Notwithstanding the low turnout and geographical locations of last week’s by-elections and their possible irrelevance in terms of 2021’s local government elections outcome, the performance of the DA will have left its loyal supporters dejected, disappointed and depressed.

Even though they may recognise that it would be unwise to overinterpret the results, the message they are getting is that the DA was the biggest loser, and no amount of spin and tweets from the federal chair or other party spokespeople can change that perception. Sadly, the fact is that it was all too predictable.

Senior public representatives of the DA, including their undoubtedly capable and erudite leader, John Steenhuisen, have recently been publicly promoting the, evidently new, inclusion of “non-racialism” in the DA’s values and principles proposition. This is confusing because the DA and its predecessors have always rejected racism and racialism as part of their fundamental philosophy. What really is new from the DA is that it has turned its back on and refuses to recognise “multiracialism” and that has projected it, rightly or wrongly, as colour blind and as a race denialist political establishment.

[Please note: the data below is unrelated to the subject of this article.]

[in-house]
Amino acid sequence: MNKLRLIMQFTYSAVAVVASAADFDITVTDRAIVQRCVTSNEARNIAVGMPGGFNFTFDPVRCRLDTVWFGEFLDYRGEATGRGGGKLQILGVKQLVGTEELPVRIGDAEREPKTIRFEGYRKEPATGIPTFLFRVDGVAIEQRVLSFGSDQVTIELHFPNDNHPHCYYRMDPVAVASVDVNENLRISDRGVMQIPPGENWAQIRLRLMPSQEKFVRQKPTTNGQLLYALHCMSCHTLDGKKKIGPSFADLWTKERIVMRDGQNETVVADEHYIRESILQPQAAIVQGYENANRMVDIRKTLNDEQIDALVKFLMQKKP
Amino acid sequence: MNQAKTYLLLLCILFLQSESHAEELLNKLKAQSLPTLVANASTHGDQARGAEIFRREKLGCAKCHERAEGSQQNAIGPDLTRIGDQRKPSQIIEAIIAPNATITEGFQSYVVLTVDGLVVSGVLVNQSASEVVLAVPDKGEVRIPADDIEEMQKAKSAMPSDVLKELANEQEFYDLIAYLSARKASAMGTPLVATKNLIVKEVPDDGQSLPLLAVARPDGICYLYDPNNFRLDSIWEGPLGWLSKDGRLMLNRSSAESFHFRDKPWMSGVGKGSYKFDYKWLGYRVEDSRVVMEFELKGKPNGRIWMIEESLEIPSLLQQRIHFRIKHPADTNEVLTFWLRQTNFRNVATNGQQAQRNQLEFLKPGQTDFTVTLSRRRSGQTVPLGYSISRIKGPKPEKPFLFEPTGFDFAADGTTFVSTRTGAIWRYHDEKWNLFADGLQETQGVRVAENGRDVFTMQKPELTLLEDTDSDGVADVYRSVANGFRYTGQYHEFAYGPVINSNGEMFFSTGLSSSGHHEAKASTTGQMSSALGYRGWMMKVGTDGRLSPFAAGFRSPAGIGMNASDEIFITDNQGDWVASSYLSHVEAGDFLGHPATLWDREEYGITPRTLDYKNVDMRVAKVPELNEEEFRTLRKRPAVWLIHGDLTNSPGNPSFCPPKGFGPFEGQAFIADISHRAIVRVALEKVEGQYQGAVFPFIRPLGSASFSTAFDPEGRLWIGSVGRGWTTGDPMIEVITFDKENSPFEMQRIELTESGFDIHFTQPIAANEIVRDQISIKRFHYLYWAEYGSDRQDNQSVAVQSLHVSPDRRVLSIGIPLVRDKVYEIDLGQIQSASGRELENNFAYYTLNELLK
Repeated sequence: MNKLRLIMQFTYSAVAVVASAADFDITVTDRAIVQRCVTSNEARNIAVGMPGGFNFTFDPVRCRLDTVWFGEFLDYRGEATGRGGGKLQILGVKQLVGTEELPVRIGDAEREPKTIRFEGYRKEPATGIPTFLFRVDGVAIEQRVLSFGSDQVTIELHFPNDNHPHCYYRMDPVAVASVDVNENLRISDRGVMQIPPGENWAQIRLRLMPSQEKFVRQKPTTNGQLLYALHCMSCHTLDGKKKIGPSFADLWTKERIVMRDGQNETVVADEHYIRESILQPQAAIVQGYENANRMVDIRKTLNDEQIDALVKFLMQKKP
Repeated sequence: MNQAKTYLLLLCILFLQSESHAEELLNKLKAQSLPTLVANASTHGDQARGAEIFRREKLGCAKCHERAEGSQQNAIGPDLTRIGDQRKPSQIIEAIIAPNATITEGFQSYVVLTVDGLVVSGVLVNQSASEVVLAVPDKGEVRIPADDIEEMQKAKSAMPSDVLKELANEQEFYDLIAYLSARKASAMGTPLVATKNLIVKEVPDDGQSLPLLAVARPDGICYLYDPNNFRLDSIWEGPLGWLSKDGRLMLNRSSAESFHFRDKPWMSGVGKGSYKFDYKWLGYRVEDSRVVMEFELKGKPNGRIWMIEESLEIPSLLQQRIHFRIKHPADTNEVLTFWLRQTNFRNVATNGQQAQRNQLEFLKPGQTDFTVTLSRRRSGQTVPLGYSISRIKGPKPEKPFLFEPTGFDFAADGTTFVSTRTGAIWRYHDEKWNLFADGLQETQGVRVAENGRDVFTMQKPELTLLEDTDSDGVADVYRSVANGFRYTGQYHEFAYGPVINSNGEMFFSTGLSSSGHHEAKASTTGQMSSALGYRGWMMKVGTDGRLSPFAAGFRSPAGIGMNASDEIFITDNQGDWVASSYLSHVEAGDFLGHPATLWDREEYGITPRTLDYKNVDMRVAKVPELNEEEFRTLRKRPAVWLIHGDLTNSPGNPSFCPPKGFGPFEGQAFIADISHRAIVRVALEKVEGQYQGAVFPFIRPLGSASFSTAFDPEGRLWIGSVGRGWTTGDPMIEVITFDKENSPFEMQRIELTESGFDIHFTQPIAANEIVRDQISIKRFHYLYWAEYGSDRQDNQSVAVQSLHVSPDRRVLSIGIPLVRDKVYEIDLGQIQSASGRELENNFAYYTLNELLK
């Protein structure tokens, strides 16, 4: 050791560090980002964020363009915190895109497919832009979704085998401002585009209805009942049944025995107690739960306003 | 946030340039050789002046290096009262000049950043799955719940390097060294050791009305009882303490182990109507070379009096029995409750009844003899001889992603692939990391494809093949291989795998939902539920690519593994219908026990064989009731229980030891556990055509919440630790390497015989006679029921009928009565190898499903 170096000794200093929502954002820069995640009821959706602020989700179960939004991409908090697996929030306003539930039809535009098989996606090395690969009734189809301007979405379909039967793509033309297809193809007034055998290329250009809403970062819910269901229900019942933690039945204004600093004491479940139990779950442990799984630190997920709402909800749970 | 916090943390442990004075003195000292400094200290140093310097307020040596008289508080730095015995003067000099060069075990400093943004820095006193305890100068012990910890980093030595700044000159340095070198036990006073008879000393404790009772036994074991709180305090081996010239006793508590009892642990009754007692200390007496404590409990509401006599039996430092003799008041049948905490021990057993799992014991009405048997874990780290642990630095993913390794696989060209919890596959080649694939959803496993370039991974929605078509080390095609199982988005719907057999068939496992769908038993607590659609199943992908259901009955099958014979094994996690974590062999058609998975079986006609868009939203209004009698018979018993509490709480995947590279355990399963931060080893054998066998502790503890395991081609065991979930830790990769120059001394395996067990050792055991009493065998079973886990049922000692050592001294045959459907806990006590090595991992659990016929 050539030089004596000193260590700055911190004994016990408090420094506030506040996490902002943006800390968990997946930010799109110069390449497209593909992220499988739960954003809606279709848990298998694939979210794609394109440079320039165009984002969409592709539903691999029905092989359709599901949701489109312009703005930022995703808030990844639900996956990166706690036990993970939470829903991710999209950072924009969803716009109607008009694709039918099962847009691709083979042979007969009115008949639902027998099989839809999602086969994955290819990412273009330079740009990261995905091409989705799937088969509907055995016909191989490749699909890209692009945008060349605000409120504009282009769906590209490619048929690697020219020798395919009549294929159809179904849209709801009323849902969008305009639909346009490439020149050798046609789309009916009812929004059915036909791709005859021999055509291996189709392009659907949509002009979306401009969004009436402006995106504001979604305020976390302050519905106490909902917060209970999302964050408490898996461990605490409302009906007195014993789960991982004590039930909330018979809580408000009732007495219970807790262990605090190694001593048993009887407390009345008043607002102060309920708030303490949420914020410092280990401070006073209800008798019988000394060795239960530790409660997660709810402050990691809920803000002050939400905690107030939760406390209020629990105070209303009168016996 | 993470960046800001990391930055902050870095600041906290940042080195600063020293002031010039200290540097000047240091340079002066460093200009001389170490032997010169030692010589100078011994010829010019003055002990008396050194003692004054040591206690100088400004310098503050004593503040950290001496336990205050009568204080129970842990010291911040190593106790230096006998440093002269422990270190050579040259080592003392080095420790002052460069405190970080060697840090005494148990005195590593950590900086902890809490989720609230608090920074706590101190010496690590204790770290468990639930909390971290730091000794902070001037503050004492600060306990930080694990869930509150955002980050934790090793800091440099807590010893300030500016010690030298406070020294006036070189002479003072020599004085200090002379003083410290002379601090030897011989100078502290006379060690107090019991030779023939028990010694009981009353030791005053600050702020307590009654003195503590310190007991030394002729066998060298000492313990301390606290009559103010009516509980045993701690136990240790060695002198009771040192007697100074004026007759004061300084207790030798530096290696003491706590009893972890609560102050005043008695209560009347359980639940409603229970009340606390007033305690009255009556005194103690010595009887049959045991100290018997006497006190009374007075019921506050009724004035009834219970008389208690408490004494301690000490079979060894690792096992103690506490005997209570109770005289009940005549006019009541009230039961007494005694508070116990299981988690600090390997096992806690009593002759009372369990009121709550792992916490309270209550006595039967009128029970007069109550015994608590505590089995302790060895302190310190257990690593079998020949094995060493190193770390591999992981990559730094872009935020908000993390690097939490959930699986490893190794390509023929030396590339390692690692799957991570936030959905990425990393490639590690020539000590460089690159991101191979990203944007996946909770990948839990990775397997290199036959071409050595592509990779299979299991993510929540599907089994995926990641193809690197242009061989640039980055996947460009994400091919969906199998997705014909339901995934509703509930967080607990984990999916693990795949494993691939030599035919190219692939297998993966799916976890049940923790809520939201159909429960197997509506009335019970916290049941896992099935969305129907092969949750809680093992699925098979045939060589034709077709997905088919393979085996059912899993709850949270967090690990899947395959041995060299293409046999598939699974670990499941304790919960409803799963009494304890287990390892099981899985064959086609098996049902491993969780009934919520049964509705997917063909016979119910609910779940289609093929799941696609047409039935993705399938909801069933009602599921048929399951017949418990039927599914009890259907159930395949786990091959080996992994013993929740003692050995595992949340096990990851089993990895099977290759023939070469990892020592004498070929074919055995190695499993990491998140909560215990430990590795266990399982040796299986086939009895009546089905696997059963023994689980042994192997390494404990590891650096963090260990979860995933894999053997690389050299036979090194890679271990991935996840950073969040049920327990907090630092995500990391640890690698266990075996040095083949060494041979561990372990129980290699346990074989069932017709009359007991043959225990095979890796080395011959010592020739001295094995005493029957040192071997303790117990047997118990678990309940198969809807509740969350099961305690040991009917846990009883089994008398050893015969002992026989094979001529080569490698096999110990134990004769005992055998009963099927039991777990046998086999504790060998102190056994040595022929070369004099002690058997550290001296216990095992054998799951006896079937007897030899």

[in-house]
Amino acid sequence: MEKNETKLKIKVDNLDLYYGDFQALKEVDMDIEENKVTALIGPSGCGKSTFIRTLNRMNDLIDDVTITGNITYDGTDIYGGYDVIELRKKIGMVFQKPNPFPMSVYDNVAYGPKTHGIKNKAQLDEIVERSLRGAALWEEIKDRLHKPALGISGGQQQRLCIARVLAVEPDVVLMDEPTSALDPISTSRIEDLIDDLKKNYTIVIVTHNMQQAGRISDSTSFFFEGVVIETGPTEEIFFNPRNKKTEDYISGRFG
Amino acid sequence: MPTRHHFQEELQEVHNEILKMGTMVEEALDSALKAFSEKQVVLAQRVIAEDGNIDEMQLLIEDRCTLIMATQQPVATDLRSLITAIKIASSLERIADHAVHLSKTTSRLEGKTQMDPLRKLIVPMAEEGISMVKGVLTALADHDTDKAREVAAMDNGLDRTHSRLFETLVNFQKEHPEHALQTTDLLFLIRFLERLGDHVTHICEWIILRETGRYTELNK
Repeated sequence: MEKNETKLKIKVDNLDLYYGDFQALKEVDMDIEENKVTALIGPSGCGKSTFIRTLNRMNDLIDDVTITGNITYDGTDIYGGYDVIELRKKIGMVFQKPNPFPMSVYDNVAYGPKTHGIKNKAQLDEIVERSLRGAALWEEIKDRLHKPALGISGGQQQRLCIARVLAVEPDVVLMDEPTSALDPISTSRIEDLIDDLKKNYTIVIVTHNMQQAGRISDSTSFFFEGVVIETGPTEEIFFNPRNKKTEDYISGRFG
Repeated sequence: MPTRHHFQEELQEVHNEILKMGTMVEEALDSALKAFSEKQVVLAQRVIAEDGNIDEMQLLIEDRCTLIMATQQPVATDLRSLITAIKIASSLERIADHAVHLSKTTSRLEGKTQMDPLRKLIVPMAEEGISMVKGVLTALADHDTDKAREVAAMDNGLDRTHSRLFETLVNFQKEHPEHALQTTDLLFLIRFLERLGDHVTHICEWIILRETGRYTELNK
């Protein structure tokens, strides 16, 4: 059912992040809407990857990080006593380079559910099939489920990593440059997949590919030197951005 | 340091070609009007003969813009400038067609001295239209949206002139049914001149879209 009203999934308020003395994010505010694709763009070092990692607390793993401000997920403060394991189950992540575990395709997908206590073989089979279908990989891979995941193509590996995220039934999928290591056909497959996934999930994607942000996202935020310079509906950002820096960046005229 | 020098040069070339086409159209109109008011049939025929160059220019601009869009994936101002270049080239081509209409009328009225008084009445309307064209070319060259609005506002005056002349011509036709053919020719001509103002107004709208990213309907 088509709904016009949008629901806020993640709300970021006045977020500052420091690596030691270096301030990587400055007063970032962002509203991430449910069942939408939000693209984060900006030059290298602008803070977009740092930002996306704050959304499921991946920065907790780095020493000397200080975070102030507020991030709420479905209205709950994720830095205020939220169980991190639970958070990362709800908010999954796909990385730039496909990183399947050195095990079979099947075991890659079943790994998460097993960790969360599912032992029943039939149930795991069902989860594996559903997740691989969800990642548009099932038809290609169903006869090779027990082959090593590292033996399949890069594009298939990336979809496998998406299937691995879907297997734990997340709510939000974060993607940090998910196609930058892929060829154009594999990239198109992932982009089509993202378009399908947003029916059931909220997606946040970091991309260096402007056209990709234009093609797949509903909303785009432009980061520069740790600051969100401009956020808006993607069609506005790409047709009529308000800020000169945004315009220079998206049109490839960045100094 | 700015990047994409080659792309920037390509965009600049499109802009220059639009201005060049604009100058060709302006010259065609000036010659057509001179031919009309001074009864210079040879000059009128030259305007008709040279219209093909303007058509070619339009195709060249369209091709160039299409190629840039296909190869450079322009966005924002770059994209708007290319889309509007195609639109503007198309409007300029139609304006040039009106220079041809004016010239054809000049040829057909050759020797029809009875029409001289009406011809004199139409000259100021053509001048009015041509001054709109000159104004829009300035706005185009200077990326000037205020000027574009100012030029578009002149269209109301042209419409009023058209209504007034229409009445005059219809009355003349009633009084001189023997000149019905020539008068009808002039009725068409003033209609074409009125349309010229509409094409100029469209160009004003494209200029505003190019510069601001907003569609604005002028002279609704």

It does not necessarily follow that the loss of black and coloured votes is a result of the DA’s stance and the perception it has created that racial groups do not exist or do not matter in our country, but it seems highly probable.

With a governing party that is battered and tattered with corruption, factionalism and incompetence, it should not be that difficult for the DA to take its rightful place as the appropriate party to replace it, but it will not do that if there is a fatal flaw in the way its message of rejection of multiracialism is being perceived by the electorate.

As the saying goes, “it is not always what you say that counts but how it lands”. To be seen to reject multiracialism in one of the world’s most multiracial countries could possibly be a crash landing for the party. Our country cannot afford this and the DA should consider a U-turn on the matter.

David Gant

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